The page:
It's as if Magnus Mills selects the most difficult and potentially boring things to write a novel about, and then goes about it. I refer to building fences of course (the very wonderful Restraint of Beasts), as well as in this case, buses. Then I looked at his profile and realised that for 7 years he was a fence builder, and since 2009 has been a London bus driver. Despite this many of his bo
Jun 30, 2021 rated it really liked it  ·  review of another edition
It sullies my soul to give less than 5 stars to this magnificent writer but I'm only holding him to his own standards! I've been reading Mills' work in chronological order this year and this is the only one that so far has not glistened with utmost perfection. That's not a diss, I just had to get it out of the way.
Another book about the banalities of working class bureaucracy by the master of the genre, written in clear concise language and signature deadpan humor. Mundane examinations of regul
Christopher Williams
The books of Magnus Mills are idiosyncratic but very funny when you get used to them. This is based on the subject of bus drivers and the running of a bus service, in London, although it is never specified. The running theme of "it is never acceptable to be early" is repeated throughout but actually becomes funnier as the book progresses. It is a microcosm of the world of work and working too which emphasizes the roles of drivers, managers etc. with a sharp insight. May not appeal to everyone bu ...more
May 13, 2018 rated it liked it  ·  review of another edition
This book was short and a bit silly. I expected there to be a little more to the plot but it was still enjoyable. It was a quick read with some well-placed British-isms, which I always love. There wasn't a lot of character development, but I don't think there was meant to be. If you're looking for something British, light, and somewhat unique, I would recommend, and you'll probably finish it within a couple days. ...more
Nov 02, 2017 rated it it was amazing  ·  review of another edition
Shelves: magnus-mills
A book about bus drivers where nothing much really happens and yet I couldn’t put it down. This is the third novel by Magnus Mills I have read since a friend lent me All Quiet On The Orient Express a short while ago and I have become a big fan of the author. You will either love the writing or hate it but luckily you will only have to read the first few pages to know on which side you fall.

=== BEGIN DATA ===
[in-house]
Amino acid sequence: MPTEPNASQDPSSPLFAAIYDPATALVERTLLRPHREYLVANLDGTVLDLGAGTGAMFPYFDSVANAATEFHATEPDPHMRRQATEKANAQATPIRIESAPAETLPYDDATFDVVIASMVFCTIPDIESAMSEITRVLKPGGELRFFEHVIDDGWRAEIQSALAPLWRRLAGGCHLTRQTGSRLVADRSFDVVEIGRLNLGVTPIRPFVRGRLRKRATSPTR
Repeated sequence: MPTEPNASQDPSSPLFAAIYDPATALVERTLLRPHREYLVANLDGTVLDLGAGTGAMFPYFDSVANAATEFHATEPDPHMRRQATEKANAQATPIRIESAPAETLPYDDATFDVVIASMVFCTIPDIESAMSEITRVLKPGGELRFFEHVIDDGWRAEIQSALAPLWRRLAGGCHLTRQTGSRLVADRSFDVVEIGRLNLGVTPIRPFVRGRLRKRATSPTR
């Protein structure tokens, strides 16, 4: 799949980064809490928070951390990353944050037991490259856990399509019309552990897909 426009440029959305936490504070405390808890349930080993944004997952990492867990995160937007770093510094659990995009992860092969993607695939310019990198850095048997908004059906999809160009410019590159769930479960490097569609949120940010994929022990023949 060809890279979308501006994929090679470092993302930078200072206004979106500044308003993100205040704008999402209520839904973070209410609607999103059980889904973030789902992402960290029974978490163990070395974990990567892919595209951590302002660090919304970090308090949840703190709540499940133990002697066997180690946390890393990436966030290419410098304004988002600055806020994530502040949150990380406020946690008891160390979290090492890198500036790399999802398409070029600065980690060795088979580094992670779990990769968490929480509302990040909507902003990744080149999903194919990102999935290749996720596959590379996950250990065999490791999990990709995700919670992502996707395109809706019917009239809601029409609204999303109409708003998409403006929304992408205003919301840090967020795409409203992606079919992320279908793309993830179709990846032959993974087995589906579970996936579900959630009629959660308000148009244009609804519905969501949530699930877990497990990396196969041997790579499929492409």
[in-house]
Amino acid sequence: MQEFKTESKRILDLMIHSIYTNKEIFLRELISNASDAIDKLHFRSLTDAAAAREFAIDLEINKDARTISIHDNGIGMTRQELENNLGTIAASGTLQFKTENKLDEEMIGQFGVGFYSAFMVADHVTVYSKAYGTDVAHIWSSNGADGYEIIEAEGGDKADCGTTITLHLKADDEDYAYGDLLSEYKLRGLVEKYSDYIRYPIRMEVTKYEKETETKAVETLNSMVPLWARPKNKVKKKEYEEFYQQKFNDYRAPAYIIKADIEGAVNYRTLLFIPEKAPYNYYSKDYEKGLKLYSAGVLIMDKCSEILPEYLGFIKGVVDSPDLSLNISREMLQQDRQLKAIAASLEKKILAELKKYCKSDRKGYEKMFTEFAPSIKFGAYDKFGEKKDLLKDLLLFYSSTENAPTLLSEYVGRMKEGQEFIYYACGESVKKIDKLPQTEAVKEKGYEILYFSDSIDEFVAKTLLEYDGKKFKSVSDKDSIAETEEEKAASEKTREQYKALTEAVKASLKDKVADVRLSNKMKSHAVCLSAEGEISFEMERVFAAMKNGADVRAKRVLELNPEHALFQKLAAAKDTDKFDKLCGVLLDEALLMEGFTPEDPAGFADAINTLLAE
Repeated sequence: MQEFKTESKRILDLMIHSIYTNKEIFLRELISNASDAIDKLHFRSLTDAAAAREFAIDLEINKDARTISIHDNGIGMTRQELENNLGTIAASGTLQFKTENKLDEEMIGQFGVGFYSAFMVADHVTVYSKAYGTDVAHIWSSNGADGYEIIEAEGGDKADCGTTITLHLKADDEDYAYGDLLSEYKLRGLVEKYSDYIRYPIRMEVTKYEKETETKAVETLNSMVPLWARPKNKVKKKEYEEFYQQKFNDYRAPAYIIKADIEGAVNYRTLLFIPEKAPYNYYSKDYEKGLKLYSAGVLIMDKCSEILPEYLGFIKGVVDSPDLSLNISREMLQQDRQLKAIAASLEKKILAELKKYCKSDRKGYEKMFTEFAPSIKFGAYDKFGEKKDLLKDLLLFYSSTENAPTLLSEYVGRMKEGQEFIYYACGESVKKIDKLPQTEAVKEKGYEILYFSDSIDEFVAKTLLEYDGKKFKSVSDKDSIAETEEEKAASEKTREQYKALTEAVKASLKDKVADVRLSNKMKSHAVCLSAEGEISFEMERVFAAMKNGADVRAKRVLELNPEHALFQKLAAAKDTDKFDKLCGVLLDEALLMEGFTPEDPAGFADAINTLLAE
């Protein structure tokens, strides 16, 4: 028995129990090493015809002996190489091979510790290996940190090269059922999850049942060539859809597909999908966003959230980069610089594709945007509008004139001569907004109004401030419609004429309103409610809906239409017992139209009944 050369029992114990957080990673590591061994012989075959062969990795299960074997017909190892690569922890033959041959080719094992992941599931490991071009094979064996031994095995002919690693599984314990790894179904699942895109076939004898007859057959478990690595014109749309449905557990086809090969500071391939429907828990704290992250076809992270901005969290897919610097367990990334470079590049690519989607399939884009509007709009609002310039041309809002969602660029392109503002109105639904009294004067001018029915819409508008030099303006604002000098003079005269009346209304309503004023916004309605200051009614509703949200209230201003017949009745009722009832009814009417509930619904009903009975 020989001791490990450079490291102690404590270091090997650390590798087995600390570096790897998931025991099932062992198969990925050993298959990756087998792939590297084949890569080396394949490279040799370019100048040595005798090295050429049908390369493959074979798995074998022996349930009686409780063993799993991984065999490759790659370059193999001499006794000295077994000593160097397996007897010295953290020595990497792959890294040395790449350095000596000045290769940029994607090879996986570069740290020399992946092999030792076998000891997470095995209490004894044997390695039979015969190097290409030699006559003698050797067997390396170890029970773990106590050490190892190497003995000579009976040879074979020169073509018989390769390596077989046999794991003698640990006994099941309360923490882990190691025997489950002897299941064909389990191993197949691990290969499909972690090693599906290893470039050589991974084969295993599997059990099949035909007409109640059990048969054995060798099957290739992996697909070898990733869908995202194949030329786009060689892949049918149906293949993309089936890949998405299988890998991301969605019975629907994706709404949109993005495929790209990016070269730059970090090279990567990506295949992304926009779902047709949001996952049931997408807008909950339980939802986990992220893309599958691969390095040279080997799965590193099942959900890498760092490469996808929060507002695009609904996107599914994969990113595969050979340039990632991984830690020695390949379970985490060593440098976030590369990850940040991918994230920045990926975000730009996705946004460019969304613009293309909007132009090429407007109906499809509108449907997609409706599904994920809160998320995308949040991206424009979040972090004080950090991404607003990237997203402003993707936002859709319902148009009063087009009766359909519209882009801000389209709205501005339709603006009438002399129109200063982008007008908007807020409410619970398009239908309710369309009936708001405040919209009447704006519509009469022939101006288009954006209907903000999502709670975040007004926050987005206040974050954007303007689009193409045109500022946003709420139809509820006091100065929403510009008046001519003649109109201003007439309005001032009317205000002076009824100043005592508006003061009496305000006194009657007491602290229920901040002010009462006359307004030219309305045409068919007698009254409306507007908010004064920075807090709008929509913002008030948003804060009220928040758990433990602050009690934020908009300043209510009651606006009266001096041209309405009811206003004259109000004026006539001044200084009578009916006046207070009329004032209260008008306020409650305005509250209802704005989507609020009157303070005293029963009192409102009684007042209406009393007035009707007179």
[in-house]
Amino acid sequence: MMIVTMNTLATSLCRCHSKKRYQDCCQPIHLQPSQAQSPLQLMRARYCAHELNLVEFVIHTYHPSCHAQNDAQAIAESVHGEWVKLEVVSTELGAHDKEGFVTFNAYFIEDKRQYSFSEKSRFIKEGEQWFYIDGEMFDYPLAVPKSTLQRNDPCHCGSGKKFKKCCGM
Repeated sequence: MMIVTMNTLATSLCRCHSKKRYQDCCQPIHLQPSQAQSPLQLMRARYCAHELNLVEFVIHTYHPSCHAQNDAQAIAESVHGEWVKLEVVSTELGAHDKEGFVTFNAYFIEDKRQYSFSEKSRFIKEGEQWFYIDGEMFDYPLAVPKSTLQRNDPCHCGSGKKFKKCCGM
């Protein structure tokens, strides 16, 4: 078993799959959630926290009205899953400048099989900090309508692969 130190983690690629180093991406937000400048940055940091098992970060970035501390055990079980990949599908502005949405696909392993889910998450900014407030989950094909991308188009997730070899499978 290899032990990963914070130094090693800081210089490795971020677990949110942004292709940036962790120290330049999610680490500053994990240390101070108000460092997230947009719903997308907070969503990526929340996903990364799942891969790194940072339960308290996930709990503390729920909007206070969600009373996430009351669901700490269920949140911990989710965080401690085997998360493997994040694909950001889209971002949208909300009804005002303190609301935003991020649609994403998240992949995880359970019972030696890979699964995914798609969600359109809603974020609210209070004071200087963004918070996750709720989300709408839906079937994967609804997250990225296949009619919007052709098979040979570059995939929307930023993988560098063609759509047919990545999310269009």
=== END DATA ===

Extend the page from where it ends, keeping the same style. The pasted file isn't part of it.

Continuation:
Nov 18, 2017 rated it liked it  ·  review of another edition
was really glad to find that there are a few more new books by magnus mills since i last checked on him. dry, mired in routine of bus drivers yet he somehow manages to make it interesting and readable and funny and oddly full of anticipation. how the heck does he do that?
i rarely buy books but my library doesn't have the 2 prior to this one, and need them.
Nov 27, 2017 rated it it was amazing  ·  review of another edition
Someone asked me what about this when I was reading it. I had no idea what to say. "It's a book about buses, kind of, and bus drivers I guess." I did a terrible job of explaining it. I am still not exactly sure what it is about, maybe it's deep and meaningful, but to me it was like a glass of cool water on a hot summer's day. ...more
Aug 05, 2018 rated it it was amazing  ·  review of another edition
Shelves: favorites, tt-vi
what a find! i now know a bit about the history of British modern buses than i will probably ever need, and then some.

and to think i thought they were kidding when i saw the word kafkaesque on several reviews. what a delightful short book, honestly.
Mar 29, 2019 rated it really liked it  ·  review of another edition
An amusing and enjoyable book that almost has the feel of oral poetry, full of repetition, epithets and short scenes connected by a simple thread. Not much happens, but it's overall pleasantly written, quick, and with a great ending. ...more
I never thought a book chock full of information about busses, buss routes, and schedules could have been interesting. But, u felt I was sitting at the lunch table with these characters as they were taking about work. Very interesting.
Steve Dahlgren
Aug 01, 2017 rated it really liked it  ·  review of another edition
Another masterpiece of making the mundane so very funny.